This week, President Obama signed the Defend Trade Secrets Act of 2016 (DTSA) into law. Widely described as the most significant expansion of federal intellectual property law in years, the DTSA creates a new federal cause of action for trade secret misappropriation that supplements existing state laws and statutes.
The DTSA provides trade secret owners with the ability to choose between federal and state court forums for trade secret misappropriation and it also provides the ability to obtain an ex parte seizure order when more traditional injunctive relief may not be sufficient. However, employers and in-house counsel should be aware of other notable amendments of the DTSA that require immediate action.
First, the DTSA provides limited whistleblower immunity from trade secret misappropriation to individuals who disclose trade secrets “in confidence to a Federal, State, or local government official, either directly or indirectly, or to an attorney … solely for the purpose of reporting or investigating a suspected violation of law.”1 Individuals would also have immunity if the disclosure was “made in a complaint or other document filed in a lawsuit or other proceeding, if such filing is made under seal.”2
While the statute extends the immunity to protect against both federal and state law for both civil and criminal allegations,3 employers should be aware that this provision does not expressly allow for the immunity in arbitration proceedings that are common in employee disputes. It is unclear whether courts will construe the language of this provision to include arbitration proceedings in the future.
Second, all employers are required by the DTSA to provide a notice of the new whistleblower immunity “in any contract or agreement with an employee that governs the use of a trade secret or other confidential information” for contracts “entered into or updated after the date of the enactment of the statute.”4 The statute allows for compliance with this notice through cross-referencing a policy document instead of having to include the entire immunity provision in each contract.5 Employers who fail to provide this notice may not be awarded exemplary damages or attorney fees for actions brought under the DTSA against an employee that did not receive notice.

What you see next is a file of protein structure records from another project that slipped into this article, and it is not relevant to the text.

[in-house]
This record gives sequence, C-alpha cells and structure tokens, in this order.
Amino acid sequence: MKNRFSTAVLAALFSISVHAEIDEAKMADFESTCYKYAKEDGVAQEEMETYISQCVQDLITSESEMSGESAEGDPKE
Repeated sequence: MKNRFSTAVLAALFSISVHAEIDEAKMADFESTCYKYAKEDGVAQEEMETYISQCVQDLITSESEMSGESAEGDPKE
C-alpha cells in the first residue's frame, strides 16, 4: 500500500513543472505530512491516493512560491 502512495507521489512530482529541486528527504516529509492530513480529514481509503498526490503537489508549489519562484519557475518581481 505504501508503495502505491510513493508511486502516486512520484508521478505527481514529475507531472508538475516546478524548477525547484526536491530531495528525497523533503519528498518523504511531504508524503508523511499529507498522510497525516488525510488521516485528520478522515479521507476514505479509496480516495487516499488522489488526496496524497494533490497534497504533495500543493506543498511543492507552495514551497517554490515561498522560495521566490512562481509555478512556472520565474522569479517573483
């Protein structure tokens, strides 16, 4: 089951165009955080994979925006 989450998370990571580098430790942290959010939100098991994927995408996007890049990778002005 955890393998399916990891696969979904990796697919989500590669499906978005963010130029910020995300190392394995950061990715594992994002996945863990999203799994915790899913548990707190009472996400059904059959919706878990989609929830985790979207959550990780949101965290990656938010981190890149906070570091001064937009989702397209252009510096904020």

This means trade secret owners should immediately update their standard agreements to include the required notice language to take advantage of the full range of remedies under the DTSA. Cautious trade secret owners should keep in mind that “employee” is broadly defined under the DTSA as “any individual performing work as a contractor or consultant for an employer.”6 Therefore, trade secret owners should consider updating agreements with not only employees but also independent contractors and vendors who may have access to confidential information and trade secrets.
In light of the changes under the DTSA, we recommend the following steps to help trade secret owners take full advantage of the new law:
- Update any existing company whistleblower policy documents to include the required notice under the DTSA.
- Update employment agreements for new employees to provide the required notice under the DTSA in the agreement or by reference to the company’s whistleblower policy.
- Update any standard contracts or non-disclosure agreements used by the company to protect its trade secret information to ensure they contain the required notice.
- Require that any suppliers, vendors, or other contractors whose employees have access to your trade secret information also provide appropriate notice to their employees.
- Ensure that your business is in full compliance with the DTSA notice requirement by having counsel review standard contracts and company policy documents to make sure they contain the required notice.
Businesses must always remain vigilant with its secrecy measures to protect and maintain its trade secrets. But with the DTSA creating a new trade secret frontier, make sure your company is prepared to handle the new challenges and opportunities.